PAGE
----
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YMMV: Stop Bashing Popular Things

🥊 'Cause I've Still Got a Lot of Fight Left in Me...

Some months ago I found myself in a bar sitting between two groups of people involved in separate conversations. On one side, someone was talking about how Hamilton is overrated. On the other side, someone was talking about how the CW show Supernatural is overrated. Now, I'm a huge Hamilton fan, but for some reason the Supernatural conversation grated on me more. Because I'm pretty sure that show is exactly correctly rated. No one watching Supernatural after fifteen seasons is under the impression that this is high art. It is monster-of-the-week melodrama. But, it is exactly what its fans want, and they enjoy it exactly for what it is--which is why it ran for fifteen seasons! Now, I've never seen it, so I can't personally attest to the quality, but the point remains...

Stop Bashing Popular Things

I promise, this will eventually circle back to craft.

When E. L. James's Fifty Shades of Grey hit the market in 2011, it was a controversial sensation--a succès de scandale, if you will. At one point James was raking in a million dollars a week. An entire generation of housewives bought ben wa balls for the first time. But if you waded into the discourse at all, one overarching sentiment prevailed: "Why is this dreck by someone I've never heard of a runaway best-seller?" Often this came with a spoken or unspoken "I write better than this and I can't even get an agent." But across the board, people just couldn't understand how a smutty Twilight fan-fic with the serial numbers filed off could become a cultural touchstone.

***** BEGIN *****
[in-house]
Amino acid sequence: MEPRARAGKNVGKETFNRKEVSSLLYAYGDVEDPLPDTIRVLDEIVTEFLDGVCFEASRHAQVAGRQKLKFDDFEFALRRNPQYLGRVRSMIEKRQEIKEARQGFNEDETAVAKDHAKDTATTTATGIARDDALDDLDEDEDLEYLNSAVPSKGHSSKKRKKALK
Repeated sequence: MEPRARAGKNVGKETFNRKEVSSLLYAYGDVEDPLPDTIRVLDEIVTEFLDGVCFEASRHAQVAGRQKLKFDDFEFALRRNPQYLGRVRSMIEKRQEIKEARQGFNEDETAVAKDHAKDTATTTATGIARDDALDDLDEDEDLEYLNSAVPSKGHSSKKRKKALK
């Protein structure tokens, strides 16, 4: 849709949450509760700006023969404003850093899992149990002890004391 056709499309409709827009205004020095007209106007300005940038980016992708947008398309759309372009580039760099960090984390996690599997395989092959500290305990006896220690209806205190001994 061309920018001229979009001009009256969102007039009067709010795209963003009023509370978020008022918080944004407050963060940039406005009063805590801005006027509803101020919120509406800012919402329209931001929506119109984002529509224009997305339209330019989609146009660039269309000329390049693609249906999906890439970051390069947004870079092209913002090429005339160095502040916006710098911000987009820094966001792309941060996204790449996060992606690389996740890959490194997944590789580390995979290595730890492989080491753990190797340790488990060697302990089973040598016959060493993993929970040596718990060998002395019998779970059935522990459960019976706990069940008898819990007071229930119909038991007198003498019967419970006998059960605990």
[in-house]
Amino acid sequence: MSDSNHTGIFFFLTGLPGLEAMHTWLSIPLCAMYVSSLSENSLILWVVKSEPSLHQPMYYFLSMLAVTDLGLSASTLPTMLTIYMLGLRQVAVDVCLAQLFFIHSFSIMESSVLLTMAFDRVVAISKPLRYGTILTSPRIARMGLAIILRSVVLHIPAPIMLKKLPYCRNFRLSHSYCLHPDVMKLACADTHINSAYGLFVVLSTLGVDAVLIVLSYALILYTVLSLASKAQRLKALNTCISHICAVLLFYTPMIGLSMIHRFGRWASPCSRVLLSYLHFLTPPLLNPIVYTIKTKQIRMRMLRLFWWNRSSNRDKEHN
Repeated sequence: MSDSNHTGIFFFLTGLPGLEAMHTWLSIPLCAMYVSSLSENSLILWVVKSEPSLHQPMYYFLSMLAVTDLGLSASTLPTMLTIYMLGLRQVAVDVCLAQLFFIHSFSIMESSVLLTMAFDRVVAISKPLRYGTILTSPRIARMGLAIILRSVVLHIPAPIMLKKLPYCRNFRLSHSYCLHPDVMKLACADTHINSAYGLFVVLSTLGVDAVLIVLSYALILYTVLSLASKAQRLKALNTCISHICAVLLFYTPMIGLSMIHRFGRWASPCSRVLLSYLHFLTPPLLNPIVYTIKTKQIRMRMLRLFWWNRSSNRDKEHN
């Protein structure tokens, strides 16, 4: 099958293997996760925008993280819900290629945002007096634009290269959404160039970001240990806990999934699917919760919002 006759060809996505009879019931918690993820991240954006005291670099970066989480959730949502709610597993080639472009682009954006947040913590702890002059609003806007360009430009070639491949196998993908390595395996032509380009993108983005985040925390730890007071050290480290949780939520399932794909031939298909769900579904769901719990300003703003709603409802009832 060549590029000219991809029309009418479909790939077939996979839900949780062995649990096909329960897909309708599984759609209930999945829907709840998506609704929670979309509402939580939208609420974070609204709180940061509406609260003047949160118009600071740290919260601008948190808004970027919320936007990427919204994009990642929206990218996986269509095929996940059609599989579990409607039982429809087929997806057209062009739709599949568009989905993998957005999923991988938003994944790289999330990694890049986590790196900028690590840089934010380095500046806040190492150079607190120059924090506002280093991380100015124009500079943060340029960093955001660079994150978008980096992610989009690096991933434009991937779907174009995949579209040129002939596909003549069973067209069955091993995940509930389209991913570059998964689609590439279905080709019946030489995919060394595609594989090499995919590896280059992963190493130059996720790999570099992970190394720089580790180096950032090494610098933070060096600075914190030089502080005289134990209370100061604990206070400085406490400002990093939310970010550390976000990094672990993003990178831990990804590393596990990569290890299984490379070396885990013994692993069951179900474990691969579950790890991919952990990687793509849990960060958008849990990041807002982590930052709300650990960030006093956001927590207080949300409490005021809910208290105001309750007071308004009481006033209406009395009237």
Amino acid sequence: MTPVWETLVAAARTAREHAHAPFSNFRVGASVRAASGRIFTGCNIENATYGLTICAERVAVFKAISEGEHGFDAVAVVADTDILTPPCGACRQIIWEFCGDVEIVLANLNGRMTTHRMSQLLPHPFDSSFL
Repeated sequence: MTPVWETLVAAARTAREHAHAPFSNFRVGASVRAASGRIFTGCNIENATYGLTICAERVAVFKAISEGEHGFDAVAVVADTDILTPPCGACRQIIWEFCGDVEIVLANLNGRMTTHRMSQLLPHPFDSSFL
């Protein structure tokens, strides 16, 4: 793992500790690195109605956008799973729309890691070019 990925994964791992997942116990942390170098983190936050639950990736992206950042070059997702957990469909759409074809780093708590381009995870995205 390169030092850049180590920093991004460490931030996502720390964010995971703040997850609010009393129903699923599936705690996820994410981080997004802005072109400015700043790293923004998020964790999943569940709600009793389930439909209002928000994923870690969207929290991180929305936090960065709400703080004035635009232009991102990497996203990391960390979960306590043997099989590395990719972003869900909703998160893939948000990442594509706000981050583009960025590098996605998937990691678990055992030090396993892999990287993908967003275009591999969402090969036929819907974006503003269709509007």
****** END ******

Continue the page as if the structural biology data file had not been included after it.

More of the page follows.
So let's unpack that, shall we?

The climactic (ahem) success of E. L. James's BDSM opus was caused by a combination of factors, a unique confluence that you could not intentionally engineer if you wanted to. For starters, it landed at a time when e-readers were blowing up in popularity. One of the accidental selling points of the format was that it allowed you to consume, in public, the kind of media that you wouldn't want to be caught dead consuming in public. All of a sudden, the commuter train was a judgment-free area for reading bodice-rippers. Needless to say, the demand for erotica saw a bit of a spike, and all of a sudden Kindles were the cool new device, Fifty Shades was the killer app.

The second factor was presentation. The covers of those books don't look like anything else, because James originally sold the books to a boutique publisher in Australia and strong-armed them into using the covers she designed herself. Whether this was because she's a brilliant marketer or a narcissistic ass-hat (which she definitely is by reputation) doesn't matter. What matters is that the covers were instantly iconic.